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Nonprofit Directors and Officers Liability: Not JUST for Ds and Os

Nonprofit Directors and Officers Liability: Not JUST for Ds and Os

Click here to get a D&O quote for your nonprofit.

One of the most frequent requests I get as an insurance agent for the nonprofit stars is this: Find me some Directors and Officers (D&O) Insurance! And now!

While D&O is NOT the only coverage needed for a nonprofit organization, it is a vital line of insurance to have in place to protect your key decision-makers.

In this post, I will peel back the onion regarding how your D&O policy protects your organization.

First up: Who Is An Insured?

If you’re a relatively green nonprofit manager with no familiarity with crazy terms like ‘insured’, I’ll start there.

An ‘Insured’ is an entity or person who has coverage under a policy.  For example, on your auto policy, you as owner of the vehicle are an ‘insured’ because the policy will cover your liability if you cause an accident.

It would make sense that on a D&O policy, that the Directors and Officers of the organization would have coverage. They do.  But you’ll be pleased to know that a bunch of other folks are included as insureds on most available D&O policies.

Who else besides the Ds and Os has coverage under the policy?

To put it another way, if _________ was named in the lawsuit, would he, she, or it have coverage under your D&O policy? Each policy is different, so check your own. The following are possible insureds on many standard nonprofit D&O policies:

1.  The Organization:  The entity itself would have coverage and defense for a covered loss under a D&O policy.

2.  Directors, Trustees, Officers:  These are the main individuals that are concerned with the policy. One feature some companies have is that they address past, present, and future individuals in these roles–check for this handy inclusion.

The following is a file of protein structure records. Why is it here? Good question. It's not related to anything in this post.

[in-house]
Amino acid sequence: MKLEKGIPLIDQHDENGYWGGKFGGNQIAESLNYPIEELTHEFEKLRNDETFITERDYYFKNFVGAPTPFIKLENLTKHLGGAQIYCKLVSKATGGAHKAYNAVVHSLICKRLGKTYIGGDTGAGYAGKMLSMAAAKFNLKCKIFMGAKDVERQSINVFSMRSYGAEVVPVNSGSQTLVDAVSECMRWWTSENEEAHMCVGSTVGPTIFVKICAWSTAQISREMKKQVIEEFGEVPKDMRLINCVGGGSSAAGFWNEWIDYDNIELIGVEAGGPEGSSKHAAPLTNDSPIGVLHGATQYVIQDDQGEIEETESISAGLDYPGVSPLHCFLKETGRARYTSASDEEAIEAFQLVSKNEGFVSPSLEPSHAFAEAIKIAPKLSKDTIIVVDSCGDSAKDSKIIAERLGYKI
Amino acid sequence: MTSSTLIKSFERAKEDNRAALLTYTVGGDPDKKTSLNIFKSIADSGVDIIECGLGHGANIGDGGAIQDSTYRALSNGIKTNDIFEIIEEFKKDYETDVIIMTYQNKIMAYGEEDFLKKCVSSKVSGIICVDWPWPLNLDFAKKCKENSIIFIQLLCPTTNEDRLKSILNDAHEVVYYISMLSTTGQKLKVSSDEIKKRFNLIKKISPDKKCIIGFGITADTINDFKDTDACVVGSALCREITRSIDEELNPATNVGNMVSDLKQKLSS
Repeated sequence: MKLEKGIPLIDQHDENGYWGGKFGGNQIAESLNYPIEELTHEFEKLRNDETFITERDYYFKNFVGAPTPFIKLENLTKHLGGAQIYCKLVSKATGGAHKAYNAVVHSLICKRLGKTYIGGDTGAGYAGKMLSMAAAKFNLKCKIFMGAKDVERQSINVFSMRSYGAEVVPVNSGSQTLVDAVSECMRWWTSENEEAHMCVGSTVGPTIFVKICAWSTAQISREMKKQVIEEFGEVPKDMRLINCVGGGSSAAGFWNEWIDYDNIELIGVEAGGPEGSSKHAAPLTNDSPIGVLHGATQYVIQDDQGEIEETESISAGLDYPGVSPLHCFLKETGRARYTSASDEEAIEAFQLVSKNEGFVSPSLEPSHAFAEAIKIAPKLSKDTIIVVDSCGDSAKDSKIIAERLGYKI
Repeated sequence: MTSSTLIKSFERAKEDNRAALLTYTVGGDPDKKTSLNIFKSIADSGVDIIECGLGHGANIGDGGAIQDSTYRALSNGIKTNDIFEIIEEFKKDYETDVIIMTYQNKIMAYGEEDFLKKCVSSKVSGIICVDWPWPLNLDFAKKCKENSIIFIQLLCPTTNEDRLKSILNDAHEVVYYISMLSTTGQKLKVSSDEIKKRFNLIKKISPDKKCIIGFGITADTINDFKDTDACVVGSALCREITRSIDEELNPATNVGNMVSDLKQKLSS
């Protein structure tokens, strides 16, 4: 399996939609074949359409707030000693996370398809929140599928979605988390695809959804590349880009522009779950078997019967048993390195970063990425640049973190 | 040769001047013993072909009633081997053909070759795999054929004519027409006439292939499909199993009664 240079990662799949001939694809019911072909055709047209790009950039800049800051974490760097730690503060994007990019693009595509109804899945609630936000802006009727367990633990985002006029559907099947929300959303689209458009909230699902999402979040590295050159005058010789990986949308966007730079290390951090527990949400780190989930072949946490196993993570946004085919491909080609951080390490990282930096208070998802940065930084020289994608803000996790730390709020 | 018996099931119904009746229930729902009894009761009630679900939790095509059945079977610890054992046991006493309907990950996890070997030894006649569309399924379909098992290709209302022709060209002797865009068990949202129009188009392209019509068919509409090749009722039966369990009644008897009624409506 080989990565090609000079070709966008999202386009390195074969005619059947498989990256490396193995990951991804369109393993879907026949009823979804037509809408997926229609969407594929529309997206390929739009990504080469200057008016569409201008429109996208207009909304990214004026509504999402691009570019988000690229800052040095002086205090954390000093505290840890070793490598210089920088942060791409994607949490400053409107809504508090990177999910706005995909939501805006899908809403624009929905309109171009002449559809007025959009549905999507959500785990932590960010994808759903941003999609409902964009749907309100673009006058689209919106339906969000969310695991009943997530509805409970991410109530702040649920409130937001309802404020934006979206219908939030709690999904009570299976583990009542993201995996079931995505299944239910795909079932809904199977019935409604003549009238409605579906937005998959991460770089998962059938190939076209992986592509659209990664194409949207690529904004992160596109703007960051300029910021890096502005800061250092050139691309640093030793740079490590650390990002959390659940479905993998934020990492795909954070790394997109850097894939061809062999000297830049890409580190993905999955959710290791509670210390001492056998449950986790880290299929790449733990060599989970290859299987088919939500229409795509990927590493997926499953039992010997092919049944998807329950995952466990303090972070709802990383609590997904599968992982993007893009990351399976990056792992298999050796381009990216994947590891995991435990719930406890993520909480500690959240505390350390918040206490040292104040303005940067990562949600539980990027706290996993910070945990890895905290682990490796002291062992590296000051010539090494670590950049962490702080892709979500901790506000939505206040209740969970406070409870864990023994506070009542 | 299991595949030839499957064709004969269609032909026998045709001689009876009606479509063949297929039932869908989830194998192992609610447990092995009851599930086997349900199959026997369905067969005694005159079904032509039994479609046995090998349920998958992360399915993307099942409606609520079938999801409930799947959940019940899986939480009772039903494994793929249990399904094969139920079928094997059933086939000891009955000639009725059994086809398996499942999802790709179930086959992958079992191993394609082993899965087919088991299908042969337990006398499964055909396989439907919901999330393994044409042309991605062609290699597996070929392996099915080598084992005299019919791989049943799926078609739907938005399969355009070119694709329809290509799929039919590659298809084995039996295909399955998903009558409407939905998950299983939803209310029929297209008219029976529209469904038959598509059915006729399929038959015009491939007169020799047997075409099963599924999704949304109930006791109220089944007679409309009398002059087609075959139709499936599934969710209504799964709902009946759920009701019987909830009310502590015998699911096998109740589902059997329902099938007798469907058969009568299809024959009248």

3.  Employees: Did you know that one of your employees could be named in a suit that might be covered under this policy? Some insurance companies clarify full time, part time, temporary and seasonal.

4. Volunteers: Many nonprofits are solely volunteer led. Some of these volunteers do virtually the same work as a paid executive director, including major decision making and fund use choices. Volunteers are typically included under the definition of ‘insured’ in nonprofit D&O policies. An important note here: volunteers might be listed separately under the ‘insured’ definition or included under the definition of ‘employee’.

5.  Et cetera: Different insurance carriers include in their lists of ‘Who is an Insured’ other categories of human:  committee members, heirs, estates, independent contractors, staff, legal representatives, and so on.

Part of D&O providers’ attempts to differentiate themselves from one another is the inclusiveness of their definition of who is insured. One key piece of reviewing your D&O options is to get a handle of who would be covered under the policy you’re considering.

The Upshot: Focus on finding the definitions of ‘Insured’, ‘Organization’, ‘Employee’, and anything that is kind of like that. It will show you who might be covered by the policy if there’s a claim to which the D&O policy applies. Typically, broader definition=better.

[Tweet “Many of my clients are pleasantly surprised to know that more than just the Ds and Os are covered by the policy.”]

What they sometimes are NOT so happy to discover is that the policy does not cover these different individuals for everything that might go wrong.

What questions do you have about Directors and Officers Liability coverage? Drop them in the comments or reach out. 

*Disclaimer: This is intended as information only. ALWAYS discuss  your policies and insurance needs with a licensed insurance agent. Each organization is different and should be addressed by its particular needs.

We do have the ability for you to get a D&O premium indication. Click here if you’d like to grab a quote


  1. […] want to do in order to discover coverage for a particular person or group of persons is to find the ‘who is insured‘ section of the policy.  Next, you want to check the endorsements (the policy forms attached […]

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